A friend of mine got a divorce from her husband years ago, but she still pines for him like it was yesterday. I want to be there for my... continue reading
A friend of mine got a divorce from her husband years ago, but she still pines for him like it was yesterday. I want to be there for my friend, but my patience is wearing thin. It’s been ages – why can’t she move on?
What She Said
These things take time and there’s no accounting for someone else’s grieving period after getting a divorce. That said, some tough love might be needed soon.
Where Do You Draw The Line?
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Of course, there’s a fine line between caring and codependency. It’s great to help your friend seek alternatives, but it’s not your sole responsibility. It’s important to set some boundaries. Tell your friend that you care, but venting about the ex is now limited to ½ hour of your time when you two hang out. (Or whatever limit you’re comfortable with. You get the drift). She’ll probably be bummed at first and might try to push you for more. Stand firm in your decision. When time is up, move to another topic. Allowing your friend to continue moping is clearly affecting your relationship. She might feel like you’re “not being a good friend.” Say that the cutoff is because you want to see her shine and that it’s in no way a lack of support.
The best you can do is encourage your friend to get back out there, all while recognizing that the choice to do so is hers alone. Invite your friend to the movies, the gym, parties and nights out on the town – places where she can get used to the social scene and get life going again.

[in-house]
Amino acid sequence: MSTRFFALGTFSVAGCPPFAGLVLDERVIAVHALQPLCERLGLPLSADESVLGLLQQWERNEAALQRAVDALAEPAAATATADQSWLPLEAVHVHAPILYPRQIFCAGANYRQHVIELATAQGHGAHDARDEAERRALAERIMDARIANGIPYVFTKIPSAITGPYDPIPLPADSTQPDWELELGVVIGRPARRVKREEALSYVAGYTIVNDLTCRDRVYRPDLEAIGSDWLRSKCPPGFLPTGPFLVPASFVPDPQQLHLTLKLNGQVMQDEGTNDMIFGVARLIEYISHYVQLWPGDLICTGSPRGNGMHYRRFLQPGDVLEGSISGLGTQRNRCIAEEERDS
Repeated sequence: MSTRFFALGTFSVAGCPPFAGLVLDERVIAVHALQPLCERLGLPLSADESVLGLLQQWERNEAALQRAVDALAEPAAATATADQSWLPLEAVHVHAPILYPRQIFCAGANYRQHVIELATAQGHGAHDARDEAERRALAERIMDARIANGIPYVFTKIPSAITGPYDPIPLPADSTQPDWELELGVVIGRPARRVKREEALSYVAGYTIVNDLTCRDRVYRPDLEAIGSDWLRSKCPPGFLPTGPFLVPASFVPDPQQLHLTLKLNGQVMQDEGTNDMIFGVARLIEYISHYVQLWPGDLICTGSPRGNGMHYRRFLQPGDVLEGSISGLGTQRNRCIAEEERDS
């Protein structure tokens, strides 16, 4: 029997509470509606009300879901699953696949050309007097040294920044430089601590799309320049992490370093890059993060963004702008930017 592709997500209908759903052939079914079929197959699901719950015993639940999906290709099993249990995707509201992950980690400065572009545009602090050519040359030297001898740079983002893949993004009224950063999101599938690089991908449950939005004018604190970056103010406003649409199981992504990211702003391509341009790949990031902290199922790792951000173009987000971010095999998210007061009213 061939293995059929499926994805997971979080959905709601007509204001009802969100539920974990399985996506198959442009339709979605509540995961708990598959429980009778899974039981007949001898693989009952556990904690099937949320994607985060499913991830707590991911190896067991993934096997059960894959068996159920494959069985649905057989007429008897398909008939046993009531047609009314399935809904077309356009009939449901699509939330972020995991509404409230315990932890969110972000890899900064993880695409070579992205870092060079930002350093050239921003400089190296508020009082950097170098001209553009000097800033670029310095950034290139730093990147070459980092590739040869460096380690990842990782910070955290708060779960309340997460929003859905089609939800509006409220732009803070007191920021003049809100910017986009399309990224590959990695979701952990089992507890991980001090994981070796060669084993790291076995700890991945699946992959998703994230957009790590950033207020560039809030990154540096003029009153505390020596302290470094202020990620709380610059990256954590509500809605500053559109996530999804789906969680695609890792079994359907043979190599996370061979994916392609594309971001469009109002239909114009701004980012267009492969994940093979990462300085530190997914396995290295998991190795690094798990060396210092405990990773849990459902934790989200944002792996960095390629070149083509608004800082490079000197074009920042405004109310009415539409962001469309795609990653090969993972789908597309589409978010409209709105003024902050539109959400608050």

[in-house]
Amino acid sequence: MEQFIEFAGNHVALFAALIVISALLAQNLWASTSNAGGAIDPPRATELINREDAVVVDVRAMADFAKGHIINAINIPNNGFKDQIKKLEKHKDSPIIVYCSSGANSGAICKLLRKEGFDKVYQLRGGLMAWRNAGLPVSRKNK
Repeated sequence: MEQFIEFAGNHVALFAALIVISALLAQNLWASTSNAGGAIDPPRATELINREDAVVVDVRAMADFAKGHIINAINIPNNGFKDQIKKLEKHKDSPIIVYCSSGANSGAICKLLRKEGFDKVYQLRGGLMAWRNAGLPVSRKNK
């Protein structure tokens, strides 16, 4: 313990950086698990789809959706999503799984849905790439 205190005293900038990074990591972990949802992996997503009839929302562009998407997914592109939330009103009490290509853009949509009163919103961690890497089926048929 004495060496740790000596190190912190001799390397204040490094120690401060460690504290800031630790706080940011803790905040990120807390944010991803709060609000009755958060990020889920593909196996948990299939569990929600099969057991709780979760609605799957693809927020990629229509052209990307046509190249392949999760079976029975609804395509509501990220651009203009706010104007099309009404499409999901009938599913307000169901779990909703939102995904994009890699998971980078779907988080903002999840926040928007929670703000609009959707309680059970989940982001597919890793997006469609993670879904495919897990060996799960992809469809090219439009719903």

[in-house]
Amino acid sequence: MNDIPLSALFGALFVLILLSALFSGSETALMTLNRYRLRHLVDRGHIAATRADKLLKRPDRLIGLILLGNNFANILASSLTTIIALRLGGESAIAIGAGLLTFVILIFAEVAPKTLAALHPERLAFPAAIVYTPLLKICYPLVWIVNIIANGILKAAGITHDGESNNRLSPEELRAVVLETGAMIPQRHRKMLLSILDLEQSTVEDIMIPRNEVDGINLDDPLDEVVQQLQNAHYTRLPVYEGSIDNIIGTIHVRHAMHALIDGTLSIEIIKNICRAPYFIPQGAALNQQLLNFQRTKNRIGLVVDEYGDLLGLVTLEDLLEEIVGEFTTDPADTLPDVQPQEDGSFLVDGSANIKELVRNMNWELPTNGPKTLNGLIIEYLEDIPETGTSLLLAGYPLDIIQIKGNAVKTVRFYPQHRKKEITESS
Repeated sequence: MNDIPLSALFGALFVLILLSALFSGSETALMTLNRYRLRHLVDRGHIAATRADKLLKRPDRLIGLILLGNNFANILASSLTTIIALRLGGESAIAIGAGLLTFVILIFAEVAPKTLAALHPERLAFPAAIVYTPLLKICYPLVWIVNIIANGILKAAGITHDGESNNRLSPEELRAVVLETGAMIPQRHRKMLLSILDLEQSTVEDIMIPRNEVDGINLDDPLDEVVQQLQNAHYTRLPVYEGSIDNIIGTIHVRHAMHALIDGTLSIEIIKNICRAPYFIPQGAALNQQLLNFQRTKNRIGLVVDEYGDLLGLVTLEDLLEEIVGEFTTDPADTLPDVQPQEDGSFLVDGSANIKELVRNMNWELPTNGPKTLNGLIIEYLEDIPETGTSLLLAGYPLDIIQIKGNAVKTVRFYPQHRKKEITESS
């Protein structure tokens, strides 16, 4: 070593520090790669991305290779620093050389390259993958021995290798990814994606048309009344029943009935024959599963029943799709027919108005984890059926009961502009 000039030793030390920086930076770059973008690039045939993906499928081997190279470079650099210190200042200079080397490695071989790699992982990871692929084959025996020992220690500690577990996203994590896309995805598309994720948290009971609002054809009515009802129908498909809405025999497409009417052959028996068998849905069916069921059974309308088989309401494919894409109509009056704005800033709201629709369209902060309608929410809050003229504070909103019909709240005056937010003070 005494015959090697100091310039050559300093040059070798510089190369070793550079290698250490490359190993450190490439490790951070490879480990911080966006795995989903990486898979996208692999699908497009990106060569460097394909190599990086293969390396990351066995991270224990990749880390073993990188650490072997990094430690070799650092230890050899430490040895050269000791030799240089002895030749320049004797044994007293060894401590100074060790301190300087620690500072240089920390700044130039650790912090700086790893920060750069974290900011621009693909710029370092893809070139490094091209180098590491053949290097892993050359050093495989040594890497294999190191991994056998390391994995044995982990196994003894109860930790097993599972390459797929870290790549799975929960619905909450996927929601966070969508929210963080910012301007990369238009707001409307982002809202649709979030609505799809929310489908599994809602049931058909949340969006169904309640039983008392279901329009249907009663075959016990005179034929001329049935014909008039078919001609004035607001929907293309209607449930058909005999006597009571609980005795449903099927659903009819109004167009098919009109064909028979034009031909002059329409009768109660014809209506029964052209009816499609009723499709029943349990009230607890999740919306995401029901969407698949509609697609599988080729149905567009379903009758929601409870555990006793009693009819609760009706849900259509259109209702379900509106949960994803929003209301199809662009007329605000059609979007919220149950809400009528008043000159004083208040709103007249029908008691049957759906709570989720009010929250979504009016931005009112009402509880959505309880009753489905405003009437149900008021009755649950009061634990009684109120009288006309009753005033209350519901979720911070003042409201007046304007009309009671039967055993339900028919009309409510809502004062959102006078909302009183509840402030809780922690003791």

You’re Not The Therapist
Remember, your role is “friend” not “professional therapist.” If she still needs to process the divorce, suggest that a counselor would be better suited for the emotional needs she has. It sounds like the subject of the former marriage has taken center stage for a long time. If she’s as good a friend to you as you are, she’ll most likely snap out of it and realize that you need a break from the baggage. Friendship is a two-way street; it’s her responsibility to meet you halfway.
What He Said
I have never been married, so obviously, I have never had a divorce. But last weekend I was in the gym, and I was trying to work out around some of the weekend warrior types (the type of guys who go to the gym and only exercise their jaw muscles and then wonder why they look like crap) and these two guys were talking about their children and their ex wives. The following conversation actually happened.
Guy #1: I don’t think I’ll ever live with another woman again. I will have my place, she will have hers. That will make it easier when we break up.
Guy #2: Yeah, I can’t do the serious intimacy any more. That’s why I just have sex with women.
Guy #1: I can’t even do that. I’m still do afraid to date.
Guy #2: Yeah, that was me for a little while after I got divorced six months ago. When did you get divorced?
Guy #1: 2005
Guy 2: (awkward silence)
I wanted to say what Guy #2 didn’t have the balls to: That’s sad. I don’t care how messy, painful or nasty the divorce was. Move the on already! Five years have passed and the guy is still damaged. I don’t know what the details of his situation are and I frankly don’t care. They don’t matter any more. His ex isn’t the problem, HE is the problem. And so is your friend.
What can you do? Probably nothing. I wouldn’t let her bring the issue up any more. If she does, tell your friend that she’s not allowed to anymore. Feel free to be a jerk about it. But only if you need to be. Try being very firm first. Say that you love her, but enough time has passed and you won’t be letting her drag you into this crap any more. If she wants talk endlessly about the problems she has, that is what Oprah is for. Not you.